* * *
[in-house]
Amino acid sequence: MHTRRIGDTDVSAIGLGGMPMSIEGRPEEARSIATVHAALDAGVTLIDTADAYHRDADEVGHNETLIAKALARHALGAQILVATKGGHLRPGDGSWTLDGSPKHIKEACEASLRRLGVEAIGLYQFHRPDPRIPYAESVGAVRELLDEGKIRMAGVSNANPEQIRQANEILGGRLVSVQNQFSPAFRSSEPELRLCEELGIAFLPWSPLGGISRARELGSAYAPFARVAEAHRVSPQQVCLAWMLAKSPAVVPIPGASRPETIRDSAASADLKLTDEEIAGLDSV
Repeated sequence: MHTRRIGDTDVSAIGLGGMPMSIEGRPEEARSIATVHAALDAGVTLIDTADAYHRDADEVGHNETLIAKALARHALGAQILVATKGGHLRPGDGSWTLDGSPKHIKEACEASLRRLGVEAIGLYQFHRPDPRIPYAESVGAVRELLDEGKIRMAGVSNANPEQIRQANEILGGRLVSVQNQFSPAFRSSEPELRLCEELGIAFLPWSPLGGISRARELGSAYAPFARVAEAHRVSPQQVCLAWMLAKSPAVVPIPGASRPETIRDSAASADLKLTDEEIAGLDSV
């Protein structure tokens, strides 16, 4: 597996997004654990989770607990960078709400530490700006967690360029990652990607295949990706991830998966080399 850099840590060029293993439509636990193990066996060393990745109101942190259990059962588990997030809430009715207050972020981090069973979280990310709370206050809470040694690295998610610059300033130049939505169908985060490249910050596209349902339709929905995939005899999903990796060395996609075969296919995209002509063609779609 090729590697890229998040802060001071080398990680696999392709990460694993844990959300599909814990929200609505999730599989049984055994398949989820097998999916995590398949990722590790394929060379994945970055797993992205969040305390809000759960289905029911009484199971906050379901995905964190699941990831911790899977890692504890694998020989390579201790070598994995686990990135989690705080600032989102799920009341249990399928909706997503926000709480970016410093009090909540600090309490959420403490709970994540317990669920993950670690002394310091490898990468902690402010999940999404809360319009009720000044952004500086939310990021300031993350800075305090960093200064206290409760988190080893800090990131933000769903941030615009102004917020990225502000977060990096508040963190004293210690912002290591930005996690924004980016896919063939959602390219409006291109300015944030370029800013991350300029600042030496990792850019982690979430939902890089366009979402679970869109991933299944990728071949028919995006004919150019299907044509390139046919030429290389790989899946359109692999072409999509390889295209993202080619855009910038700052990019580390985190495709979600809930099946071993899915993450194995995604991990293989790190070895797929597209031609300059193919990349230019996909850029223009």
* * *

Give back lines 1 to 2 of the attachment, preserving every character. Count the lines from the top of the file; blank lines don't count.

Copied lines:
[in-house]
Amino acid sequence: MHTRRIGDTDVSAIGLGGMPMSIEGRPEEARSIATVHAALDAGVTLIDTADAYHRDADEVGHNETLIAKALARHALGAQILVATKGGHLRPGDGSWTLDGSPKHIKEACEASLRRLGVEAIGLYQFHRPDPRIPYAESVGAVRELLDEGKIRMAGVSNANPEQIRQANEILGGRLVSVQNQFSPAFRSSEPELRLCEELGIAFLPWSPLGGISRARELGSAYAPFARVAEAHRVSPQQVCLAWMLAKSPAVVPIPGASRPETIRDSAASADLKLTDEEIAGLDSV